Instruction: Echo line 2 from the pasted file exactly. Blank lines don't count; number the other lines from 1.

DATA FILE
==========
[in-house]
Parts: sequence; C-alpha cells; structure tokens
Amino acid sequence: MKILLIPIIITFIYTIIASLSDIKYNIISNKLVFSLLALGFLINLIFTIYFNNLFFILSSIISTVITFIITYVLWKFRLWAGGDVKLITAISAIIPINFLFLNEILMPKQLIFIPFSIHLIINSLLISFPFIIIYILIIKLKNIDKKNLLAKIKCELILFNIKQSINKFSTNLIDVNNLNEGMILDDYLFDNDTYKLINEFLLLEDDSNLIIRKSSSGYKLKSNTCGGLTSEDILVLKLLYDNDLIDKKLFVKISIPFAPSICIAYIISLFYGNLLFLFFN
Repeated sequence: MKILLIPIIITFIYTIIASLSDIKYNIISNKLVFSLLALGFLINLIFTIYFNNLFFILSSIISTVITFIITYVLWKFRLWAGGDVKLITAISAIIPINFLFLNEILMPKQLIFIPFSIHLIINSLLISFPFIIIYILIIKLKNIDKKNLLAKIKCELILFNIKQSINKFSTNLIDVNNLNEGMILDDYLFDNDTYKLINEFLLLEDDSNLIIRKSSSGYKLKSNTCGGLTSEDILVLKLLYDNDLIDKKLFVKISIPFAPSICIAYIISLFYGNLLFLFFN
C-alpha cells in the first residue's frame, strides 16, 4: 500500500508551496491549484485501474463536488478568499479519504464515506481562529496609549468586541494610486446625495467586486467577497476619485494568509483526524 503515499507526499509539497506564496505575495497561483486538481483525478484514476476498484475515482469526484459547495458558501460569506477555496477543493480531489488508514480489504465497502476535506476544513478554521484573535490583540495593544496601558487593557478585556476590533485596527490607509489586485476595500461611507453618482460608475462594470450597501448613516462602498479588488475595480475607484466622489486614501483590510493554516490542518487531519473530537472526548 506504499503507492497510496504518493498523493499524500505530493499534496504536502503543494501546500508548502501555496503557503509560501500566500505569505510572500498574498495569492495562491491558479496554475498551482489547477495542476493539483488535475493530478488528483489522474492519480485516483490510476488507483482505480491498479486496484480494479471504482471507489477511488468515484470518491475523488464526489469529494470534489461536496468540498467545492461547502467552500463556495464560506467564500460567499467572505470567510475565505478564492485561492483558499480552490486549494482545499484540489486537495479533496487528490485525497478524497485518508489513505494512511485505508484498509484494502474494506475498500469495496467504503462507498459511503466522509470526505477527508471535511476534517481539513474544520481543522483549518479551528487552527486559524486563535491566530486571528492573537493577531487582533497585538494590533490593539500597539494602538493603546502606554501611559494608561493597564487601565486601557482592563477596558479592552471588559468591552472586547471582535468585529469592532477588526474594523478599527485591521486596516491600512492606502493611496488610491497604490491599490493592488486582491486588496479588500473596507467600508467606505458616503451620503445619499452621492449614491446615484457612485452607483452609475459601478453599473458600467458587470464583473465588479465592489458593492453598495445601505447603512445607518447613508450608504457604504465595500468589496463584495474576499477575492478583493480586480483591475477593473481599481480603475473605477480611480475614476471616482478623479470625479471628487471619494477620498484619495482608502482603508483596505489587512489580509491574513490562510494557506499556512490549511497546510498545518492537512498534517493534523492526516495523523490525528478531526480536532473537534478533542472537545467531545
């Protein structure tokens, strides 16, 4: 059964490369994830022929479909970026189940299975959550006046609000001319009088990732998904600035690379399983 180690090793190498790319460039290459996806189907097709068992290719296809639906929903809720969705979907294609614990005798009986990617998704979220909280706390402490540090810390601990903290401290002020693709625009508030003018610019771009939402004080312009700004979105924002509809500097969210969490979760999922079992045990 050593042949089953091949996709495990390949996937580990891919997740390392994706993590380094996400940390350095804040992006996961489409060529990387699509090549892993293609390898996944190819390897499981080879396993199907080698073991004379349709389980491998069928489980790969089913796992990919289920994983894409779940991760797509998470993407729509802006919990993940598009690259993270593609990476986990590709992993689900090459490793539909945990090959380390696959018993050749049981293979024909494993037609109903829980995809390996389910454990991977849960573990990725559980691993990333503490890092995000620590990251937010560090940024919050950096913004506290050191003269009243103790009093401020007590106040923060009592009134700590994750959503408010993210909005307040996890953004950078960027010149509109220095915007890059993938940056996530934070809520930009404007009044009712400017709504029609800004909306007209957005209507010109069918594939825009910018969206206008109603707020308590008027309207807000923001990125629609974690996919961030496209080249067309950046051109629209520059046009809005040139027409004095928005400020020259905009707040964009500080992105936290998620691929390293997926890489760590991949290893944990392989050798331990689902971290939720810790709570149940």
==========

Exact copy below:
Parts: sequence; C-alpha cells; structure tokens